Treachery at Aughrim

Thu, Jul 09, 2020

The last conventional battle in Irish history was fought on Sunday July 12 1691 at Aughrim, Co Galway. It was by far the bloodiest. In less than 8 hours approximately 8,000 men were killed. Six thousand of them were Irish Jacobites.

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Catastrophy in the heat of battle

Thu, Jul 02, 2020

Week II

In the early days of July 1690 the citizens and merchants of Galway must have viewed with growing alarm the collapse of the Jacobite army at the Boyne, and the march westwards of the Williamite forces determined to strike a final blow.

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Catastrophy in the heat of battle

Thu, Jul 02, 2020

In the early days of July 1690 the citizens and merchants of Galway must have viewed with growing alarm the collapse of the Jacobite army at the Boyne, and the march westwards of the Williamite forces determined to strike a final blow.

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The boy who grew up beside a battlefield

Thu, Jun 25, 2020

As a small boy Joe Joyce played soldiers on the fields of Aughrim, a small village in Co Galway, between the towns of Loughrea and Ballinasloe. In his early years the games were fun, running among the ditches with his sisters Marie and Cepta, playing around the ruined castle, gazing across the flat east Galway countryside from Kilcommadan Hill, far from the reality of where bitter and often hand to hand fighting took place; and where just before dark, on that fateful wet Sunday July 12 1691, the fearless Scottish general Hugh Mackey led a one-thousand strong cavalry charge into the reeling Irish Jacobite infantry to win the day.

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‘A pale granite dream, afloat on its own reflection’

Thu, Jun 18, 2020

Mitchell Henry’s final days in Kylemore were sad ones. His adored wife Margaret had died at 45 years-of-age, and rested in a simple brick mausoleum in the grounds of his palatial Kylemore Castle. His political life, into which he put a great deal of personal effort, advocating on behalf of all Irish tenants the rights for them to own their own land, was out manoeuvred by Charles Stewart Parnell and the Land League. Henry described the Land League methods as ‘dishonest, demoralising and unChristian’. He probably was not surprised to lose his Galway seat in the general election of 1885. He blamed ‘Parnellite intimidation’.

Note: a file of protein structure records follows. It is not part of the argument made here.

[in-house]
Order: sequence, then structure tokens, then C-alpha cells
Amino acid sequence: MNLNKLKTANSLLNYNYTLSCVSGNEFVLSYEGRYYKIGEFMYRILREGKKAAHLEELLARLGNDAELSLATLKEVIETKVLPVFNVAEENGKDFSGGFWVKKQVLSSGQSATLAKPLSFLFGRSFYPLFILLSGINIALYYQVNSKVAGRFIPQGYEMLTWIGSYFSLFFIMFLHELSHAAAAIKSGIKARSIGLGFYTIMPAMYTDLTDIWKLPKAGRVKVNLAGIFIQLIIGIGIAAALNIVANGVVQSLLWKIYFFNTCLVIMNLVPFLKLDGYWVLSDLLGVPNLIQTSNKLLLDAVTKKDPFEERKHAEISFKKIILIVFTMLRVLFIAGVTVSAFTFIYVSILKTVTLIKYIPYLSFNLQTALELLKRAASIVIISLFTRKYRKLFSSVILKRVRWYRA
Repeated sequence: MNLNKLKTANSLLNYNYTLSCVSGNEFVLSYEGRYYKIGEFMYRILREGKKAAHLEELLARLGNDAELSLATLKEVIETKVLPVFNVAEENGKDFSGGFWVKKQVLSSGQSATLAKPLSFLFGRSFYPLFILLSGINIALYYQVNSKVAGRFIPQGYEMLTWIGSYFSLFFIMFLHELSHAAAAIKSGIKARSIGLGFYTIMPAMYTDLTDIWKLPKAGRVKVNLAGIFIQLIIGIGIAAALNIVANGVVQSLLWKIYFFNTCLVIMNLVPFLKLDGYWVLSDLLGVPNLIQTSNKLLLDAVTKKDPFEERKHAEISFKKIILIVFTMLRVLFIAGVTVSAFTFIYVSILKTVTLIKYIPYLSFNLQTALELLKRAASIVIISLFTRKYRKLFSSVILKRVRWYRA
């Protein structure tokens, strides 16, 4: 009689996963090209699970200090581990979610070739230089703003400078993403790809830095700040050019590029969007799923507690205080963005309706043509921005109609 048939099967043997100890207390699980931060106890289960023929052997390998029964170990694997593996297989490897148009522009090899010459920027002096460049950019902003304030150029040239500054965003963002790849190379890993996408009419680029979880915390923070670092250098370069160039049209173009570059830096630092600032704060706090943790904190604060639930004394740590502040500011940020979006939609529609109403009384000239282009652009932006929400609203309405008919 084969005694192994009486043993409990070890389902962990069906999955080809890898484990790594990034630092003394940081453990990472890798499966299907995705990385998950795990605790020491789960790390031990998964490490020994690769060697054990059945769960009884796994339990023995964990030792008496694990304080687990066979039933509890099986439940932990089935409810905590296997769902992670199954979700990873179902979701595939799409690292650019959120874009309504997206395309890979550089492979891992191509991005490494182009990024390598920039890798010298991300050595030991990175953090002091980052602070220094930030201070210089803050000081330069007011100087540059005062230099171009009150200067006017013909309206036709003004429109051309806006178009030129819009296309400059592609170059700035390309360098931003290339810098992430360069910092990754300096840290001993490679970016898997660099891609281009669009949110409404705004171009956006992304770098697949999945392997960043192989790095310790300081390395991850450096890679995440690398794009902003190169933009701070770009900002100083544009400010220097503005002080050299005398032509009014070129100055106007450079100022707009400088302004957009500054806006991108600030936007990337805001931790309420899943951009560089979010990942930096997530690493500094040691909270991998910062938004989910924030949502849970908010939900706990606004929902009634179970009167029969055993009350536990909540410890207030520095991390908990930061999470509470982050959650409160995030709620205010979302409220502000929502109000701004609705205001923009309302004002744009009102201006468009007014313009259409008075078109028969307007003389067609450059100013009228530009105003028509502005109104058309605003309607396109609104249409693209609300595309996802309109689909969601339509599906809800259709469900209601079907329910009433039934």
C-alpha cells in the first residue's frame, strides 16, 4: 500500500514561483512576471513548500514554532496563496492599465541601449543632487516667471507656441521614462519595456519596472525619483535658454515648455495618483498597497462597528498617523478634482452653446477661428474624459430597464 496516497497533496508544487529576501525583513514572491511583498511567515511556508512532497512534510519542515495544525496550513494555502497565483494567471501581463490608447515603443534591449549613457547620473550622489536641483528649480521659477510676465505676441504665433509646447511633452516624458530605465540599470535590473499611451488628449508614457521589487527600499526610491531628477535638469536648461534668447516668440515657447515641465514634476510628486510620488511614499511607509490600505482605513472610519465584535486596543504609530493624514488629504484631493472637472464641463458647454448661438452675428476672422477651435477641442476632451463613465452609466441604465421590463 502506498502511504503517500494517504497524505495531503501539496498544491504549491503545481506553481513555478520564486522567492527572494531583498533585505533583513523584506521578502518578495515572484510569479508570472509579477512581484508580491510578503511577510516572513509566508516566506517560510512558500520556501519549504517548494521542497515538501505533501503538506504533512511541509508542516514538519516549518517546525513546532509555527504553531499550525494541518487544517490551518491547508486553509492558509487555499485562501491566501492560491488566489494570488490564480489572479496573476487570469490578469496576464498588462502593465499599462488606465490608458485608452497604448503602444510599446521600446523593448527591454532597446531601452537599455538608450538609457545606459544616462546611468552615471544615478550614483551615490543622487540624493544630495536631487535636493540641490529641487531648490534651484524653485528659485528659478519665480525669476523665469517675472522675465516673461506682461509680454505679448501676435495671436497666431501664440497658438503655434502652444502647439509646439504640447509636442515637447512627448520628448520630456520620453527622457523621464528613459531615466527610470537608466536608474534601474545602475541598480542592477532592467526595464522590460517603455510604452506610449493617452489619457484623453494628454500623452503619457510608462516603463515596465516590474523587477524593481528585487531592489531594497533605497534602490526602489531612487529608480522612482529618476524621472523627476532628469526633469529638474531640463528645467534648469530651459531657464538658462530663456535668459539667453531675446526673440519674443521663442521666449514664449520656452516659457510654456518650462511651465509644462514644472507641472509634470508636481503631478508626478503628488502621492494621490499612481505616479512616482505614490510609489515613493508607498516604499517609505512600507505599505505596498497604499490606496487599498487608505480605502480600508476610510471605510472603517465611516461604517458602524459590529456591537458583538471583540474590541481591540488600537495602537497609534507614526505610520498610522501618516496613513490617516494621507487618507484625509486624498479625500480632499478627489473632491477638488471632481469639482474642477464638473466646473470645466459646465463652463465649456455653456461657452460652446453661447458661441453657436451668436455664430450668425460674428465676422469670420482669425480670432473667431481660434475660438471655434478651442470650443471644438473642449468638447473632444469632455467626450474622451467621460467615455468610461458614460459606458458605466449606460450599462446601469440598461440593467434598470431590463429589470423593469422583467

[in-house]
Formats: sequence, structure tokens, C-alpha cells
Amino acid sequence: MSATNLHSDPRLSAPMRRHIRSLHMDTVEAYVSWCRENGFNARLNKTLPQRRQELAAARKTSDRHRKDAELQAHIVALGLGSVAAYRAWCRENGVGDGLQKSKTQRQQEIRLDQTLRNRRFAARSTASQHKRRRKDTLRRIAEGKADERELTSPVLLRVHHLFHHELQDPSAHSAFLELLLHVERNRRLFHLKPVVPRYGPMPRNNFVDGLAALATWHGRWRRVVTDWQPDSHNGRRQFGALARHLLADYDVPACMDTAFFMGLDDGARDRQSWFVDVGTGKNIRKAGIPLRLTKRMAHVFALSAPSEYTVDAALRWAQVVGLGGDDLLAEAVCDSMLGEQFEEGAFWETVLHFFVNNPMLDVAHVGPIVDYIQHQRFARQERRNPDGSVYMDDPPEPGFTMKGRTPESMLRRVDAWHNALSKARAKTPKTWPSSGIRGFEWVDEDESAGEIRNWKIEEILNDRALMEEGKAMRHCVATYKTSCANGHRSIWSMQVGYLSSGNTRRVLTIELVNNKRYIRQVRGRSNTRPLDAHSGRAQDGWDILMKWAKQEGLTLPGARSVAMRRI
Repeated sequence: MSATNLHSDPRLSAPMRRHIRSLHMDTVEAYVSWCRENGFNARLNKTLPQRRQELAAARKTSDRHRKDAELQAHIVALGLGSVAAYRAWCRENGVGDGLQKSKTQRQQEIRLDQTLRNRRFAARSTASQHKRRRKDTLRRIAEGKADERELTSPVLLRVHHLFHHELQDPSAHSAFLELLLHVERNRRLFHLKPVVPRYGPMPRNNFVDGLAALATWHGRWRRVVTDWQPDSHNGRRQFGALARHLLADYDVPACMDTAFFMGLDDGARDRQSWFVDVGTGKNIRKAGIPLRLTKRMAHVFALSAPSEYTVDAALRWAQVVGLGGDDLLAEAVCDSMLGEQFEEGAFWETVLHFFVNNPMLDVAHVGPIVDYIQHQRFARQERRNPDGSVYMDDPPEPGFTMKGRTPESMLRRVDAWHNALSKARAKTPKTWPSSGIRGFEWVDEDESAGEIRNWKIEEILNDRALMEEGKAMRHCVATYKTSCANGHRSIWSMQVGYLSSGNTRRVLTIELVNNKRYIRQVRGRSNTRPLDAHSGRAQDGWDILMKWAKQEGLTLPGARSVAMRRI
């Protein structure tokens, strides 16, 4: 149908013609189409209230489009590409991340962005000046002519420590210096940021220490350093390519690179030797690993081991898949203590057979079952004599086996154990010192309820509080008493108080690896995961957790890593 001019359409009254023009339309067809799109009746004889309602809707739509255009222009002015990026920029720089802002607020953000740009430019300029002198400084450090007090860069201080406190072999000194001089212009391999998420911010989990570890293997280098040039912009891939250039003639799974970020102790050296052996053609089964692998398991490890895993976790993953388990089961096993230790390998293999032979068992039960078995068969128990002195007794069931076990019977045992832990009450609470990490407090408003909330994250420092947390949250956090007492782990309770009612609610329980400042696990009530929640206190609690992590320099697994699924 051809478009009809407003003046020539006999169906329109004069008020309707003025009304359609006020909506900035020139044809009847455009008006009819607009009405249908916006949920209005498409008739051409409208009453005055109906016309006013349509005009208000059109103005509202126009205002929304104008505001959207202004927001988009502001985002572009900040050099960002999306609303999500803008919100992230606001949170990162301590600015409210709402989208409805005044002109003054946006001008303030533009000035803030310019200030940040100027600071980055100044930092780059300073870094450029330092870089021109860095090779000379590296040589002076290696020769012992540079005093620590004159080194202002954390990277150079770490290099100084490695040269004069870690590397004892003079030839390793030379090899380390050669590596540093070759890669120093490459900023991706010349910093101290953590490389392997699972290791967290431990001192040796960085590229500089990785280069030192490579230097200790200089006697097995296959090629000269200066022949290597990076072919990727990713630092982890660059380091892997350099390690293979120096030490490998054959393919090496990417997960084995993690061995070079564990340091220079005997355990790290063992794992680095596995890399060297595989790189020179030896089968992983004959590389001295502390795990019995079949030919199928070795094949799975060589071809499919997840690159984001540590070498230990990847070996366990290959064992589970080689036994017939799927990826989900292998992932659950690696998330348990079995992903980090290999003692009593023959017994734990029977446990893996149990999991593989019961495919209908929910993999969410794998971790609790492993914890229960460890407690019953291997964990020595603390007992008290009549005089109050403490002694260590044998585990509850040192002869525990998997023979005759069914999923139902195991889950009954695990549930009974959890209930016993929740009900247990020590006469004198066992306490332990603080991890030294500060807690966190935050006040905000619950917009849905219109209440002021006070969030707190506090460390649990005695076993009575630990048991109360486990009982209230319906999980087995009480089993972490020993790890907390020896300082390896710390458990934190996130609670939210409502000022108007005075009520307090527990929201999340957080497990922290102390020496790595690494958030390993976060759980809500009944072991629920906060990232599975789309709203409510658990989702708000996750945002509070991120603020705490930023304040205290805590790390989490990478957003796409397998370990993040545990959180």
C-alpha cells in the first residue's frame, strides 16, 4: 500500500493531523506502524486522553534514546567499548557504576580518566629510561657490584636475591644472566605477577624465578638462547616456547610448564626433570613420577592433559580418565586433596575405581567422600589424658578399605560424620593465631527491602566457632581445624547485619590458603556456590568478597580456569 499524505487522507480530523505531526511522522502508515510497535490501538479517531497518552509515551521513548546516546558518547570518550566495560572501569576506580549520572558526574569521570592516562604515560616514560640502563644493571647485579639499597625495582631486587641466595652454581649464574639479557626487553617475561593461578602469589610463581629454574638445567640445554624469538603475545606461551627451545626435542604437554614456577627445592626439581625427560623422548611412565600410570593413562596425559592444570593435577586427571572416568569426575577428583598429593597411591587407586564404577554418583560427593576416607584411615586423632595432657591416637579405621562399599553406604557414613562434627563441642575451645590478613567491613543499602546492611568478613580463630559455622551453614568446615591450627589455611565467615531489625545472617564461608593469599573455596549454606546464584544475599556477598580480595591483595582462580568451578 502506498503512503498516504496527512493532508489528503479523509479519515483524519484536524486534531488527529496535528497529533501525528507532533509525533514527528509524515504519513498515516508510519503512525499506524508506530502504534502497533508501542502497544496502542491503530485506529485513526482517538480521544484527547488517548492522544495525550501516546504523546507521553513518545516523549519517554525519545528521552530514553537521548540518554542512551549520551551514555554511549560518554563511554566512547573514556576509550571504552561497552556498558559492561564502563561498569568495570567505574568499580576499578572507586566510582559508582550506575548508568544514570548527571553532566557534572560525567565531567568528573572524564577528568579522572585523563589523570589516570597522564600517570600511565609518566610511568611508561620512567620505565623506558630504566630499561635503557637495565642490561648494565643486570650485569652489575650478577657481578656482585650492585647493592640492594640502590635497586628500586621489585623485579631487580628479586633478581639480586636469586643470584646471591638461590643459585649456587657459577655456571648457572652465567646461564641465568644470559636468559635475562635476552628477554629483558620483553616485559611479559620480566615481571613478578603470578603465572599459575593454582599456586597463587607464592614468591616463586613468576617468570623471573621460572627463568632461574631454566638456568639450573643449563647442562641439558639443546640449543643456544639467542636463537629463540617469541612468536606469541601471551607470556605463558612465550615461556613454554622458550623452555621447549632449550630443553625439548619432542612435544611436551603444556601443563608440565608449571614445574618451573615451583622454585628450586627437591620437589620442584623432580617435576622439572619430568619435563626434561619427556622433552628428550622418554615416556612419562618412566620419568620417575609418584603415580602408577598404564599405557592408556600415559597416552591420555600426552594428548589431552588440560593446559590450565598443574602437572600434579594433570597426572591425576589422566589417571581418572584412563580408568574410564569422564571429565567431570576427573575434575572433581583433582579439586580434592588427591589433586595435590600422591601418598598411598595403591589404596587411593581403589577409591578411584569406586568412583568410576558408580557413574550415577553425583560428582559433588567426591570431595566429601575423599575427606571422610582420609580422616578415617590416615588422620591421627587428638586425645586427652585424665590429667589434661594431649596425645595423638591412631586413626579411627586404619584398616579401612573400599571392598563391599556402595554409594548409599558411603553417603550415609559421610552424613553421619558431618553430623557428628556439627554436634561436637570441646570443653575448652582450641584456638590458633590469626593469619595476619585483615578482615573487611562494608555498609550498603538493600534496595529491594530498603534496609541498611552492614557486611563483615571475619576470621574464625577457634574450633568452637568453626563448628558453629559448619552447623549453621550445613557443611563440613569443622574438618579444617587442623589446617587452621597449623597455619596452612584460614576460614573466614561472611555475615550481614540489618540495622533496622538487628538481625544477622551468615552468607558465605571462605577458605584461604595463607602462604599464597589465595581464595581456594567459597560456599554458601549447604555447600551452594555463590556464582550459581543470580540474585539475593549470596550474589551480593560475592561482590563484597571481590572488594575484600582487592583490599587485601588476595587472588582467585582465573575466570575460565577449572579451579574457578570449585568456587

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‘It is not our mistress we have lost, but our mother.’

Thu, Jun 11, 2020

When Mitchell Henry entered Westminster parliament in 1871 he went with hope in his heart and a mission to tell the British people the circumstances of the Irish tenant farmer. He reminds me of the Frank Cappa film Mr Smith Goes to Washington where a naive, idealistic young man has plans to change America.* Mitchell Henry, a liberal, kindly man, had however, walked into a political cauldron, waiting to explode.

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A fantasy of romantic days of yore

Thu, Jun 04, 2020

It must have been an extraordinary sight in the 1860s to see Kylemore castle rise from a bog in the heart of Connemara’s Twelve Pins, barely a decade following the devastation of the Great Famine. More than 100 men were employed, at a handsome wage of seven to 10 shillings a week, turning rough, soggy land, only good for shooting wild fowl and for fishing in its nearby lakes, into a magnificent building. Today it stands more like a palace than a castle, and is still a show-stopper on the Letterfrack road.